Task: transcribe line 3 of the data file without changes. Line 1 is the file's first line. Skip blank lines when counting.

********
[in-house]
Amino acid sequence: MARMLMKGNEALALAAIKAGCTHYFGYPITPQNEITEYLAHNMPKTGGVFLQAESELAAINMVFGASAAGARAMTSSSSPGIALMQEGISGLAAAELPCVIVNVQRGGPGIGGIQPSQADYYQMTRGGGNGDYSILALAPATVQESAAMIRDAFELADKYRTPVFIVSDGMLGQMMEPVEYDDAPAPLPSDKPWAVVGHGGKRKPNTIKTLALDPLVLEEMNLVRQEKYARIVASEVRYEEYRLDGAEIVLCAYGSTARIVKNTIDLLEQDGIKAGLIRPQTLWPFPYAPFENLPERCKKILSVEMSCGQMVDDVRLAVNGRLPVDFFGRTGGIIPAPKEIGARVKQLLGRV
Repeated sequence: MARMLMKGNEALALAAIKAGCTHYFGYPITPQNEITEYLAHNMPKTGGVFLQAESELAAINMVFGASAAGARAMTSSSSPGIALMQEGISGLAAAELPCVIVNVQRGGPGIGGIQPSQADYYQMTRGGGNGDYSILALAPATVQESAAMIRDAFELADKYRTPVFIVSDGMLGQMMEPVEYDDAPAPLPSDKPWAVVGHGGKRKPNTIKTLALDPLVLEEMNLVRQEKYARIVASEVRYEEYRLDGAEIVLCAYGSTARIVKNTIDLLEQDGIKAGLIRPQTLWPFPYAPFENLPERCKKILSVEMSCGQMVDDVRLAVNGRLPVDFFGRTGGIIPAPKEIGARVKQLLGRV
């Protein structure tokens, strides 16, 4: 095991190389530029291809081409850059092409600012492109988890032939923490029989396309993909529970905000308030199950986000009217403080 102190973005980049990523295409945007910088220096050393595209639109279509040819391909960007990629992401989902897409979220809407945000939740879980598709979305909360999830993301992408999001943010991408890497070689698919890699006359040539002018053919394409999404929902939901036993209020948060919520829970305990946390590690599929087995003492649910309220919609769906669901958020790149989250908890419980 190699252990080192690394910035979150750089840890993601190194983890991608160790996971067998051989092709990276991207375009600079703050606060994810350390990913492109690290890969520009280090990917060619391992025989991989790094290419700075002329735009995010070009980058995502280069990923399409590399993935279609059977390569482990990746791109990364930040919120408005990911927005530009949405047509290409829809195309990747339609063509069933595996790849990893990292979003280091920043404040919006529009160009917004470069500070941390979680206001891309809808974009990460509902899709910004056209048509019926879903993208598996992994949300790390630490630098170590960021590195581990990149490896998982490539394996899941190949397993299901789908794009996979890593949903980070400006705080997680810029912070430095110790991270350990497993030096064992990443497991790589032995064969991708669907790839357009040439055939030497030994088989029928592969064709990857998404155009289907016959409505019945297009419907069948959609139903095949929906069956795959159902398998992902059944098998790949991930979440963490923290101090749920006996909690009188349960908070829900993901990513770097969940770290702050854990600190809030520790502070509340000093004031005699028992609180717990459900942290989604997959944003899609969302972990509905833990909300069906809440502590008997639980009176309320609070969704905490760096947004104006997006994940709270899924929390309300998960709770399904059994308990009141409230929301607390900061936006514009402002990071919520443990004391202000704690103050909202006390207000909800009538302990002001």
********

Repeated sequence: MARMLMKGNEALALAAIKAGCTHYFGYPITPQNEITEYLAHNMPKTGGVFLQAESELAAINMVFGASAAGARAMTSSSSPGIALMQEGISGLAAAELPCVIVNVQRGGPGIGGIQPSQADYYQMTRGGGNGDYSILALAPATVQESAAMIRDAFELADKYRTPVFIVSDGMLGQMMEPVEYDDAPAPLPSDKPWAVVGHGGKRKPNTIKTLALDPLVLEEMNLVRQEKYARIVASEVRYEEYRLDGAEIVLCAYGSTARIVKNTIDLLEQDGIKAGLIRPQTLWPFPYAPFENLPERCKKILSVEMSCGQMVDDVRLAVNGRLPVDFFGRTGGIIPAPKEIGARVKQLLGRV